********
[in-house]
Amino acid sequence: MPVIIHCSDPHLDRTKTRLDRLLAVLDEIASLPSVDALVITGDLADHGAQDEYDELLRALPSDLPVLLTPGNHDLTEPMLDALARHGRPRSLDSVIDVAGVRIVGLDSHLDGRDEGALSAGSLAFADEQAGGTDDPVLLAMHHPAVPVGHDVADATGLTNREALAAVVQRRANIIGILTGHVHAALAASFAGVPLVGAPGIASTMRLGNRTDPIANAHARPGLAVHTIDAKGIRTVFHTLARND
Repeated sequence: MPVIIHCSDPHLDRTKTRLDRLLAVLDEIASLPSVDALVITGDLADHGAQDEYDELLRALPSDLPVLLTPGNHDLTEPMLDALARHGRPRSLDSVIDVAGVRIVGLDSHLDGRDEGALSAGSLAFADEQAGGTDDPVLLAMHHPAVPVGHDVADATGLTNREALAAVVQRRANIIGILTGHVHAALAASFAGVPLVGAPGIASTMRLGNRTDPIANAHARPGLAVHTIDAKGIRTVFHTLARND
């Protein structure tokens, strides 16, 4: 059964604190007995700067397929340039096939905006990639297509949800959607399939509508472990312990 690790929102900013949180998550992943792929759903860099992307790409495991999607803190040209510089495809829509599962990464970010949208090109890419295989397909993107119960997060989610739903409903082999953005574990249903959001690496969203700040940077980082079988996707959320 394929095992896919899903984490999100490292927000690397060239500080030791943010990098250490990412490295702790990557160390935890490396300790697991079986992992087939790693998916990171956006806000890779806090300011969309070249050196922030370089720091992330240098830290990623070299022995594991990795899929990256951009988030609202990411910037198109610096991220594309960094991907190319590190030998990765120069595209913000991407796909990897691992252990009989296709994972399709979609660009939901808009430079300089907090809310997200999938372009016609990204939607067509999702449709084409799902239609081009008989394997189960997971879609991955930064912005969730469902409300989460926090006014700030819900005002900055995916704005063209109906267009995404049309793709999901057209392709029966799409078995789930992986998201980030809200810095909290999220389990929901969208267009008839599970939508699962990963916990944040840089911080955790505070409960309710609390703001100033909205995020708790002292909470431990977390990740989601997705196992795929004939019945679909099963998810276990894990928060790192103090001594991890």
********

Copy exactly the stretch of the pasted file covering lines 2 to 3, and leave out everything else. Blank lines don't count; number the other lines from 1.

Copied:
Amino acid sequence: MPVIIHCSDPHLDRTKTRLDRLLAVLDEIASLPSVDALVITGDLADHGAQDEYDELLRALPSDLPVLLTPGNHDLTEPMLDALARHGRPRSLDSVIDVAGVRIVGLDSHLDGRDEGALSAGSLAFADEQAGGTDDPVLLAMHHPAVPVGHDVADATGLTNREALAAVVQRRANIIGILTGHVHAALAASFAGVPLVGAPGIASTMRLGNRTDPIANAHARPGLAVHTIDAKGIRTVFHTLARND
Repeated sequence: MPVIIHCSDPHLDRTKTRLDRLLAVLDEIASLPSVDALVITGDLADHGAQDEYDELLRALPSDLPVLLTPGNHDLTEPMLDALARHGRPRSLDSVIDVAGVRIVGLDSHLDGRDEGALSAGSLAFADEQAGGTDDPVLLAMHHPAVPVGHDVADATGLTNREALAAVVQRRANIIGILTGHVHAALAASFAGVPLVGAPGIASTMRLGNRTDPIANAHARPGLAVHTIDAKGIRTVFHTLARND